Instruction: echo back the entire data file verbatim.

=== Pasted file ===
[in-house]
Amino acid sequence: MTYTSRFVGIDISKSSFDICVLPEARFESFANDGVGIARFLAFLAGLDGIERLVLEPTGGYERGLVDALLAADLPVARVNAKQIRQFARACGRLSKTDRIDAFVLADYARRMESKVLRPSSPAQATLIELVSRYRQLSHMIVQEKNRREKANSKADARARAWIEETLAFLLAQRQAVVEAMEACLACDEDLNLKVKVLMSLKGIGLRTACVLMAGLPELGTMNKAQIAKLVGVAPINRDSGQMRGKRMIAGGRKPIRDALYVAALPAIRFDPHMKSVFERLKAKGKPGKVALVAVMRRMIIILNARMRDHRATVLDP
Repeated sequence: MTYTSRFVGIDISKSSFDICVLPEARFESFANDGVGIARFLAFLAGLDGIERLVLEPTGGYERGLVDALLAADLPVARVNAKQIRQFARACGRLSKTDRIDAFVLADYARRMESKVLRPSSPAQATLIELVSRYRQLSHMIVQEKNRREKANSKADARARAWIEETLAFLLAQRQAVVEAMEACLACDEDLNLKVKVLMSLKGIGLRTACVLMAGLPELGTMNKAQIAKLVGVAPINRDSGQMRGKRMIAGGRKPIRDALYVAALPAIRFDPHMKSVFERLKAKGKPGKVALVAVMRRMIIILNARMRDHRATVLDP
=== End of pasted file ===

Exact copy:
[in-house]
Amino acid sequence: MTYTSRFVGIDISKSSFDICVLPEARFESFANDGVGIARFLAFLAGLDGIERLVLEPTGGYERGLVDALLAADLPVARVNAKQIRQFARACGRLSKTDRIDAFVLADYARRMESKVLRPSSPAQATLIELVSRYRQLSHMIVQEKNRREKANSKADARARAWIEETLAFLLAQRQAVVEAMEACLACDEDLNLKVKVLMSLKGIGLRTACVLMAGLPELGTMNKAQIAKLVGVAPINRDSGQMRGKRMIAGGRKPIRDALYVAALPAIRFDPHMKSVFERLKAKGKPGKVALVAVMRRMIIILNARMRDHRATVLDP
Repeated sequence: MTYTSRFVGIDISKSSFDICVLPEARFESFANDGVGIARFLAFLAGLDGIERLVLEPTGGYERGLVDALLAADLPVARVNAKQIRQFARACGRLSKTDRIDAFVLADYARRMESKVLRPSSPAQATLIELVSRYRQLSHMIVQEKNRREKANSKADARARAWIEETLAFLLAQRQAVVEAMEACLACDEDLNLKVKVLMSLKGIGLRTACVLMAGLPELGTMNKAQIAKLVGVAPINRDSGQMRGKRMIAGGRKPIRDALYVAALPAIRFDPHMKSVFERLKAKGKPGKVALVAVMRRMIIILNARMRDHRATVLDP